Today was my first day shadowing at the university small animal clinic. I felt like a sponge walking around trying to soak all the impressions up. Most of all I realized just how much I’ve yet to learn. In the hours we were there we got to follow the vets around, pull up antibiotics, see how they do the blood labs, and check out a bunch of different cases, all involving either cats or dogs. I have heard some of the other students encountering swans and llamas while they were at the clinic, but although the creatures might not have been as exotic, there was more than enough to see to.
Speaking of animals in need of help, last Thursday there was a tragic incident of a goose-beaked whale having to be put down on the west coast of Norway. The whale was described as looking sick and tired, and although the local wildlife council tried to get the whale back into the open waters many times, it continued to wash up on the shores. When doing the autopsy they found that the whale had more than 30 plastic bags clogging up its stomach. Reading this just makes me so incredibly sad. So if you have the opportunity, or an eco-friendly sister who takes you out to clean beaches and forests from time to time, be more mindful about how much plastic you use. This was a real wake-up call for me. While I have been better about using reusable containers and bottles as of late, I have miles to go as far as shopping bags and other unnecessary plastic consumption goes.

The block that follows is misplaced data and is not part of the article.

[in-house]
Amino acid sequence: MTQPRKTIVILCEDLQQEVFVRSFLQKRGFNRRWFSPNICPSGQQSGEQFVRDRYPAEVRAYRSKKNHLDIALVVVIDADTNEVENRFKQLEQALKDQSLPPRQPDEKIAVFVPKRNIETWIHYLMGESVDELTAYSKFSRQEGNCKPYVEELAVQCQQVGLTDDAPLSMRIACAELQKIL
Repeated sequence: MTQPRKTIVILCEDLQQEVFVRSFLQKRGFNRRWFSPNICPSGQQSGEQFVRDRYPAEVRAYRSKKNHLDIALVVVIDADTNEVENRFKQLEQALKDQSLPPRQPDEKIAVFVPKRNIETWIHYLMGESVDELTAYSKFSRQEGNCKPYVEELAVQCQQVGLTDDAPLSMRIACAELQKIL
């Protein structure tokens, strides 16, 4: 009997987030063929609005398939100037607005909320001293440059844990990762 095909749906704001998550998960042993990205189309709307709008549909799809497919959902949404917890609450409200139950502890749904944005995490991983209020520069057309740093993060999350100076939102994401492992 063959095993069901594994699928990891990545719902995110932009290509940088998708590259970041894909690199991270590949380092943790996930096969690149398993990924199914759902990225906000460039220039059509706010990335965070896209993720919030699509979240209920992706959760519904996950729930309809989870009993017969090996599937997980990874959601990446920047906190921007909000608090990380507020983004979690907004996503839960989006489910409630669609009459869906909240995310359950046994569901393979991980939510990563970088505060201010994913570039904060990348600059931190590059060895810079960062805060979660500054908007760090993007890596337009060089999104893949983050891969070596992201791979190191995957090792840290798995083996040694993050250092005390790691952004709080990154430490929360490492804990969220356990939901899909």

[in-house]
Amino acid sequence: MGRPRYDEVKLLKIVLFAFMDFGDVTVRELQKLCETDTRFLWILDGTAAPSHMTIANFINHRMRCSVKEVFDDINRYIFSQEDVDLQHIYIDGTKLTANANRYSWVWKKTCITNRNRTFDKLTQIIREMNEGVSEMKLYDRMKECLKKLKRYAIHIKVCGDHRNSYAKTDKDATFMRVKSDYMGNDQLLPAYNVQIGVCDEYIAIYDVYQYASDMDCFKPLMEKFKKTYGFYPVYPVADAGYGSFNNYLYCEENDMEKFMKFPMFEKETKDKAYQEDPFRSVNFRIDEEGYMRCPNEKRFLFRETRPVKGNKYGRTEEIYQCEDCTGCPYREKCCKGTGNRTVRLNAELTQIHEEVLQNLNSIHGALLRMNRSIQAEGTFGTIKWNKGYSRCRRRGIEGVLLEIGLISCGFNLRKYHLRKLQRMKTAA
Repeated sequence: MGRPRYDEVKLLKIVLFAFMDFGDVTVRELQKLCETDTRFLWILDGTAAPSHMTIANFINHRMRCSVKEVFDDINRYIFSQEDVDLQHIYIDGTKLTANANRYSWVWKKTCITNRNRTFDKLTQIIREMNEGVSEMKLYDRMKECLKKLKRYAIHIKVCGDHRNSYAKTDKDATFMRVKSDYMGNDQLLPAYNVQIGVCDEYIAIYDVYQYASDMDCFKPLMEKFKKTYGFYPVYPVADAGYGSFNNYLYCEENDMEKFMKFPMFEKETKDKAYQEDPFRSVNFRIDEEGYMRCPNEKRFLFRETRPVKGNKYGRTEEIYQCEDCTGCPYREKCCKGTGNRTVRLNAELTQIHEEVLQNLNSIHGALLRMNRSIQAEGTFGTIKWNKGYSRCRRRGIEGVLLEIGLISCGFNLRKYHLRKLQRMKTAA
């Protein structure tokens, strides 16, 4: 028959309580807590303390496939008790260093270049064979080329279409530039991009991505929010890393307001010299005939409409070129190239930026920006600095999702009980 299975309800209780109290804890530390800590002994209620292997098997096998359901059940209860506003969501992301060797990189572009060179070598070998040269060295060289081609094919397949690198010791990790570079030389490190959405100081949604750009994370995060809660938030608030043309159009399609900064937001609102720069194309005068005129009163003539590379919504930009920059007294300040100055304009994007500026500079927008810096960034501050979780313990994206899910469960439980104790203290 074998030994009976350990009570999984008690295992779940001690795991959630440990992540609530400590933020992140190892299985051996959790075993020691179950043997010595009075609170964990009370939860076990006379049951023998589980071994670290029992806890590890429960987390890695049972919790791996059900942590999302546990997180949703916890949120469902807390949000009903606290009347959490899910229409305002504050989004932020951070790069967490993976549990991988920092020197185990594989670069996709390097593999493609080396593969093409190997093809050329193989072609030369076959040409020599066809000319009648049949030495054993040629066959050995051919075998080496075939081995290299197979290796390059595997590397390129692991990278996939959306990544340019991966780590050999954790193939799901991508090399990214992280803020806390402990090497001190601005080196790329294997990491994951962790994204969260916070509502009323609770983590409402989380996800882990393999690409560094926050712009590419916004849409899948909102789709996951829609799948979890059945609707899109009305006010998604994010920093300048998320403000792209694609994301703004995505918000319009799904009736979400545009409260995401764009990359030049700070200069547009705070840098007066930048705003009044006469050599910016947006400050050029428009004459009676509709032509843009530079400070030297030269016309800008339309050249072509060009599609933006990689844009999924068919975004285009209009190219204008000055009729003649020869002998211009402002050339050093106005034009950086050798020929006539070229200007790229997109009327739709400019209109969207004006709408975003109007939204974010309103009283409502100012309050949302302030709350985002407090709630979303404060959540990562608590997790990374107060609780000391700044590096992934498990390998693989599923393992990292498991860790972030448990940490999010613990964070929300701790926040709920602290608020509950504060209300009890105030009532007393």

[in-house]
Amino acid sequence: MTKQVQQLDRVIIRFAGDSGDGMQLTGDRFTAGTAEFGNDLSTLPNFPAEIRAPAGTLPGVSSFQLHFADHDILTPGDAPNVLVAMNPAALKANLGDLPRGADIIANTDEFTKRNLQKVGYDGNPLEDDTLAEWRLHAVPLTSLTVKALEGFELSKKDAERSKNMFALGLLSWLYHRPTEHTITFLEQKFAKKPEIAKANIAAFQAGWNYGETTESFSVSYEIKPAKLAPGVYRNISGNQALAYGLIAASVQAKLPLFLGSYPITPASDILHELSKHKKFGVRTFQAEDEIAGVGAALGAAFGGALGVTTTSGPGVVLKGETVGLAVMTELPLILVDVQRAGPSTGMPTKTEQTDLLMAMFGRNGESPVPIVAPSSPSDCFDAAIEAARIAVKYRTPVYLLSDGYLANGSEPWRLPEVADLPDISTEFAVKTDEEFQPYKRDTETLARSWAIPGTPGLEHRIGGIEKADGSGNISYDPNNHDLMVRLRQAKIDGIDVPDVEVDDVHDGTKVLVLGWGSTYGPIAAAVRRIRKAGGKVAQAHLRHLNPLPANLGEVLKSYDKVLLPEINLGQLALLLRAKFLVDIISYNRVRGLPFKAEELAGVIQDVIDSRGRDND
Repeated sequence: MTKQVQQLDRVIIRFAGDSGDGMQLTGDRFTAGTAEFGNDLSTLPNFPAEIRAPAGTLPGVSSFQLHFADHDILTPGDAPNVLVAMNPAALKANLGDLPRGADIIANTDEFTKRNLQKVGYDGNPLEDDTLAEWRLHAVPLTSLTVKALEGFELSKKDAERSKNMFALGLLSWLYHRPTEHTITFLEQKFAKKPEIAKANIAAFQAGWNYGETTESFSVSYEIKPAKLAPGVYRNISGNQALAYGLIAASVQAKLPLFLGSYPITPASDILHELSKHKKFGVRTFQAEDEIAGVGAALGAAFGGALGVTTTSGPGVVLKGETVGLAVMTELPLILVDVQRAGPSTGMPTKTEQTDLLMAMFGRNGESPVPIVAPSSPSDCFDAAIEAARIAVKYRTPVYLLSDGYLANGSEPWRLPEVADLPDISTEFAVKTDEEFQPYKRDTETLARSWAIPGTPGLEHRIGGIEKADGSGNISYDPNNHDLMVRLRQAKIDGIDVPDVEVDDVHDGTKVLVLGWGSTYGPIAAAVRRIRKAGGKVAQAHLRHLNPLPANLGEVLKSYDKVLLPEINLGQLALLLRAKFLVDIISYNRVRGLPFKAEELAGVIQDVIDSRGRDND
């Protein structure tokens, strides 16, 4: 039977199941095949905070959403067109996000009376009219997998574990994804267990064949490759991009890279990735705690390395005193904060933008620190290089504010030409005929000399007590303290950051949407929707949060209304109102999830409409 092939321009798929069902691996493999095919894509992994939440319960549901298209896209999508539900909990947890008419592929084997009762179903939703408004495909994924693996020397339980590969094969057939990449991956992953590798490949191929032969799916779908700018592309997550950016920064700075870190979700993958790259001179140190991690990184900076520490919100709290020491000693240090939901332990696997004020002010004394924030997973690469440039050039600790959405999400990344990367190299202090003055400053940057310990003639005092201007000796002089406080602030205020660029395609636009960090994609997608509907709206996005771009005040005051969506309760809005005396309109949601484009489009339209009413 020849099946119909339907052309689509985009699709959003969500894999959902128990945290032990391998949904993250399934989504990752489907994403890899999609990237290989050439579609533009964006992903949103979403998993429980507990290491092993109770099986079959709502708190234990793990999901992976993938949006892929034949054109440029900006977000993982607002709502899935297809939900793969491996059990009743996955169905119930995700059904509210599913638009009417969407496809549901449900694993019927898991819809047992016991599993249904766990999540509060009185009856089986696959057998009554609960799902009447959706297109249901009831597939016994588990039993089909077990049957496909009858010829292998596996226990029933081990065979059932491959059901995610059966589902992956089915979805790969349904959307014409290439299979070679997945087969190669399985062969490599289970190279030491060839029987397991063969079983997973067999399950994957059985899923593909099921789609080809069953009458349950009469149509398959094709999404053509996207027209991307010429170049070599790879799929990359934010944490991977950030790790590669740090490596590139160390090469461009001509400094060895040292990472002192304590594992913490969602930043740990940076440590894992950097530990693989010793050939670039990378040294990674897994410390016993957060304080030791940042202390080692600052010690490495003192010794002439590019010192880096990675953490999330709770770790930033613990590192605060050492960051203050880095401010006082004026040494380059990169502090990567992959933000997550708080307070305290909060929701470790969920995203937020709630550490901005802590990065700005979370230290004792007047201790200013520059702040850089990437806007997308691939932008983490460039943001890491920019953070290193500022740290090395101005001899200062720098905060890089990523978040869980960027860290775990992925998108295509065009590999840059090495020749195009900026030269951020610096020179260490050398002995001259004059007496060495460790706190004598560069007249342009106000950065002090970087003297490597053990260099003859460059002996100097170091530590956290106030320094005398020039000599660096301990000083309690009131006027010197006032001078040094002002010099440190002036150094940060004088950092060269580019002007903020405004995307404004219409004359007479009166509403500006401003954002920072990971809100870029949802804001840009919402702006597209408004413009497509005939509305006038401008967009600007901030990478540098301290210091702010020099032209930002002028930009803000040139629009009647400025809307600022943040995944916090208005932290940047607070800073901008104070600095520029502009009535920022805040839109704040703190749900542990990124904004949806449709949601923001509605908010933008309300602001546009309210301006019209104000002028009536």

On a completely unrelated note, I’ve started to look around for resources for the next block – population medicine. How I’m ever going to learn that much statistics in one month is beyond me, and I’m starting to think looking at old exams wasn’t the best way to spend my Friday evening off. I guess my brain is still overclocked from cell biology. So far, this is what I’ve come up with:
- Khan Academy - (is there anything they don’t teach?)
- Wolfram Alpha – I haven’t checked it out properly yet, but I’ve heard good things.
- Statistics fun - A YouTube channel I came over about five minutes before writing this. He explains things incredibly slow, which is useful when you haven’t got a clue what you’re doing.
If you know any other math learning resources, specifically ones involving statistics, please let me know either in the comments, or over at the @vettobe Instagram or Twitter accounts.